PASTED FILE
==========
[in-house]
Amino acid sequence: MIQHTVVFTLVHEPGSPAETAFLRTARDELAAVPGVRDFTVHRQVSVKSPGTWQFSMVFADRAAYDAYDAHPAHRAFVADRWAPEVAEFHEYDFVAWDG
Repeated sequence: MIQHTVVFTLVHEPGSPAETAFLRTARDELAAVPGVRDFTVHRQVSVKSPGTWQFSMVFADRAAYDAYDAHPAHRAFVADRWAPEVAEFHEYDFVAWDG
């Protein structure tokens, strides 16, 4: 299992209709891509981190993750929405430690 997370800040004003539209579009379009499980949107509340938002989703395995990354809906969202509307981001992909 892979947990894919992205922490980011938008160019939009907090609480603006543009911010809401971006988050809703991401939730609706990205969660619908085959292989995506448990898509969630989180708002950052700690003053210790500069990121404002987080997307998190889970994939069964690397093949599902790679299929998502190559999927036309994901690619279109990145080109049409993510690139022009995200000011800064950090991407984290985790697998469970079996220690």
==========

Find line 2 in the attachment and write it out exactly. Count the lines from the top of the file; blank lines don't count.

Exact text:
Amino acid sequence: MIQHTVVFTLVHEPGSPAETAFLRTARDELAAVPGVRDFTVHRQVSVKSPGTWQFSMVFADRAAYDAYDAHPAHRAFVADRWAPEVAEFHEYDFVAWDG